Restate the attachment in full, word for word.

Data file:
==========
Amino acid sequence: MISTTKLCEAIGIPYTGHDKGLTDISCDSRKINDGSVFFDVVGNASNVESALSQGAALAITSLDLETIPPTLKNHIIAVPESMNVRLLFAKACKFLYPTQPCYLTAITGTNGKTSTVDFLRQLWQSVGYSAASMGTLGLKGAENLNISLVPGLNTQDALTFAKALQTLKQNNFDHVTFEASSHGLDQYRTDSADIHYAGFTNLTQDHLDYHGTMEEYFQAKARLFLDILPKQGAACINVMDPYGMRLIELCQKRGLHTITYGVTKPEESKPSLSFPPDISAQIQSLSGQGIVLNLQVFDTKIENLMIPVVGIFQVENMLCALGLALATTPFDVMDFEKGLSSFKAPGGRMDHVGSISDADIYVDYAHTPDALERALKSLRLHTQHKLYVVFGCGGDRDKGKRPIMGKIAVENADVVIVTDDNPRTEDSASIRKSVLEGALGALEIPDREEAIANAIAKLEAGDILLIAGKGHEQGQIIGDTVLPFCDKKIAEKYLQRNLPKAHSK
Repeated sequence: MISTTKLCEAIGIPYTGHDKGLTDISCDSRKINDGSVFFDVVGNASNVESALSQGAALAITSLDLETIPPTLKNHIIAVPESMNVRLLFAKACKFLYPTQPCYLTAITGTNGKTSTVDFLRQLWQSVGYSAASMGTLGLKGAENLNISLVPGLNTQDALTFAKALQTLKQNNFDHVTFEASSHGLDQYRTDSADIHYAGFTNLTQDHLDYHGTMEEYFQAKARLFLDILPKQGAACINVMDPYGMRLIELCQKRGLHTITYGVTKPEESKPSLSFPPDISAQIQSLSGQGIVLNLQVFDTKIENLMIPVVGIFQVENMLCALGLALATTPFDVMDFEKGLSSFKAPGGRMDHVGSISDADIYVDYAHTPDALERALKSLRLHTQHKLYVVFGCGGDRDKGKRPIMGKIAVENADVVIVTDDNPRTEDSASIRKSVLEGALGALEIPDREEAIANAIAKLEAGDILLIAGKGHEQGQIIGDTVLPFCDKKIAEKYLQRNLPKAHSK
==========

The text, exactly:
Amino acid sequence: MISTTKLCEAIGIPYTGHDKGLTDISCDSRKINDGSVFFDVVGNASNVESALSQGAALAITSLDLETIPPTLKNHIIAVPESMNVRLLFAKACKFLYPTQPCYLTAITGTNGKTSTVDFLRQLWQSVGYSAASMGTLGLKGAENLNISLVPGLNTQDALTFAKALQTLKQNNFDHVTFEASSHGLDQYRTDSADIHYAGFTNLTQDHLDYHGTMEEYFQAKARLFLDILPKQGAACINVMDPYGMRLIELCQKRGLHTITYGVTKPEESKPSLSFPPDISAQIQSLSGQGIVLNLQVFDTKIENLMIPVVGIFQVENMLCALGLALATTPFDVMDFEKGLSSFKAPGGRMDHVGSISDADIYVDYAHTPDALERALKSLRLHTQHKLYVVFGCGGDRDKGKRPIMGKIAVENADVVIVTDDNPRTEDSASIRKSVLEGALGALEIPDREEAIANAIAKLEAGDILLIAGKGHEQGQIIGDTVLPFCDKKIAEKYLQRNLPKAHSK
Repeated sequence: MISTTKLCEAIGIPYTGHDKGLTDISCDSRKINDGSVFFDVVGNASNVESALSQGAALAITSLDLETIPPTLKNHIIAVPESMNVRLLFAKACKFLYPTQPCYLTAITGTNGKTSTVDFLRQLWQSVGYSAASMGTLGLKGAENLNISLVPGLNTQDALTFAKALQTLKQNNFDHVTFEASSHGLDQYRTDSADIHYAGFTNLTQDHLDYHGTMEEYFQAKARLFLDILPKQGAACINVMDPYGMRLIELCQKRGLHTITYGVTKPEESKPSLSFPPDISAQIQSLSGQGIVLNLQVFDTKIENLMIPVVGIFQVENMLCALGLALATTPFDVMDFEKGLSSFKAPGGRMDHVGSISDADIYVDYAHTPDALERALKSLRLHTQHKLYVVFGCGGDRDKGKRPIMGKIAVENADVVIVTDDNPRTEDSASIRKSVLEGALGALEIPDREEAIANAIAKLEAGDILLIAGKGHEQGQIIGDTVLPFCDKKIAEKYLQRNLPKAHSK